Once you get into going ultralight it goes from a way of backpacking, to a lifestyle. After countless hours of putting all your gear on a scale, modifying it somehow, putting it back on the scale, and repeat you start to live, breathe, and eat UL. You’ll find yourself picking up random objects throughout your day while at the grocery store or work and ask yourself, “I wonder how many ounces this weighs?” You’ll be spending a good bit of money and whip up some genius innovation to save an ounce here and there. Does it really matter if you cut off every label and tag that comes on a piece of gear or extra strings? Typically no. But to an UL’er it adds up, maybe even to a whole ounce!
So what is the benefit of going ultra light? Well the first obvious advantage is being able to put bigger mile days in, with a lighter pack you can hike further and faster without feeling quite the strain that you would with a heavier pack. It will also save you some aches and pains. There’s no doubt that you’re going to feel it even more in the morning if you carry a heavier weight as opposed to a lighter one. And lastly it allows you to connect to nature better in several different ways. You can explore off the established trail and see new sights, climb new peaks because you won’t have to worry about the burden and consequences of lugging a heavy pack off trail for what would seem to be extra hours being miserable with your 40 pound pack. You also don’t have as many distractions to take away from your trip into the beauty that is this earth. Going UL means you don’t pack anything that is not absolutely necessary, no radios, no huge double wall tents, and anything else that would remind you of that busy busy life you left behind in order to take your trip.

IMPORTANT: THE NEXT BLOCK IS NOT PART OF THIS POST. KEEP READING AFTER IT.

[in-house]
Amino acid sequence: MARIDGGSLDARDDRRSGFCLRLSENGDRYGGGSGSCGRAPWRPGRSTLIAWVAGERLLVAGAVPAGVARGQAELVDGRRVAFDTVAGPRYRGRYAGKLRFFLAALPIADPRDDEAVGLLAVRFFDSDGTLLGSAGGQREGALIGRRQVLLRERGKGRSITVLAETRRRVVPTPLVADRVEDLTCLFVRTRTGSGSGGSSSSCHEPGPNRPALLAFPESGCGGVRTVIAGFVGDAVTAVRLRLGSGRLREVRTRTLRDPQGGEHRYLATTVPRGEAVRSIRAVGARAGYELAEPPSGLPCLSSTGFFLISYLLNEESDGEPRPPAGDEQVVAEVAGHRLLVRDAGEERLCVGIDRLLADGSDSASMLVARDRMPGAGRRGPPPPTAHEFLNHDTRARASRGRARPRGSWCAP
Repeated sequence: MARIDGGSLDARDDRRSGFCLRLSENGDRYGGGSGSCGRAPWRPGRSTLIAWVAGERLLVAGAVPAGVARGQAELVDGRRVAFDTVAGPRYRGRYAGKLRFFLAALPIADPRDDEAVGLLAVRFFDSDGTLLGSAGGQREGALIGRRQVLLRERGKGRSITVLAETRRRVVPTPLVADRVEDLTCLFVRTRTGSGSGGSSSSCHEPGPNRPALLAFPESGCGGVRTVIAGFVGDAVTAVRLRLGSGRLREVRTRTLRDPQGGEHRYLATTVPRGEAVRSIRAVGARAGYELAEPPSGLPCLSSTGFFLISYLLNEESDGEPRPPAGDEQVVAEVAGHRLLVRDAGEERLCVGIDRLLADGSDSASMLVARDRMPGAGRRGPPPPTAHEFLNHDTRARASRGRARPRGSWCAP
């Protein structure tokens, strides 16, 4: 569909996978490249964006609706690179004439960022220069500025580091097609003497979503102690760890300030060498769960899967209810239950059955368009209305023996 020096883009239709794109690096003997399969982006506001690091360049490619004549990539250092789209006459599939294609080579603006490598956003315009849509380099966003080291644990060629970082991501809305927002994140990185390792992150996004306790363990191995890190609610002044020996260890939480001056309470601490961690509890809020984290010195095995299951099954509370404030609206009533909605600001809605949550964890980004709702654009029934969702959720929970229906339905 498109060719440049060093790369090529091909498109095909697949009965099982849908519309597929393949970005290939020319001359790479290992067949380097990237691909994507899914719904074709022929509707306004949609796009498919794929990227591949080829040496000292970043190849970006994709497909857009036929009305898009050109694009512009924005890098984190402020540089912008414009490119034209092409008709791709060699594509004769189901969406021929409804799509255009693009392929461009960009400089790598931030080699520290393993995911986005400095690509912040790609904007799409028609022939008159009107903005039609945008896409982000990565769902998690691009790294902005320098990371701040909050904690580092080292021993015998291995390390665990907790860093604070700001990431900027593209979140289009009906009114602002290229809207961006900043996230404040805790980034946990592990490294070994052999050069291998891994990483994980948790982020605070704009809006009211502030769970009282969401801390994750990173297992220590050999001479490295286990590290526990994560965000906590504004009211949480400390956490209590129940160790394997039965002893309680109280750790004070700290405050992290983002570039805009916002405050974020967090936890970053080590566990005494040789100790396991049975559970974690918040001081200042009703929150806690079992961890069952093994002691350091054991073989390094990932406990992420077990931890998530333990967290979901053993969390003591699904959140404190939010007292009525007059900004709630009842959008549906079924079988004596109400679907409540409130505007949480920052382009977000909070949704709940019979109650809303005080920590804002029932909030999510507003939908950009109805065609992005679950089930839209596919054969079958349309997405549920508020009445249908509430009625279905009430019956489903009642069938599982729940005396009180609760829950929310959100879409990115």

I am still on my path to the ultra light backpacking world. As of this post my base weight of my pack is about 12.77 pounds and while there is no official rule on what your pack has to weigh to be ultra light, it’s widely accepted at being 10 pounds or under. There’s even Super Ultra Light but I don’t think I will ever be so adventurous to dive into that category. It’s all about trial and error, becoming best friends with your scale, and realizing that lighter is better!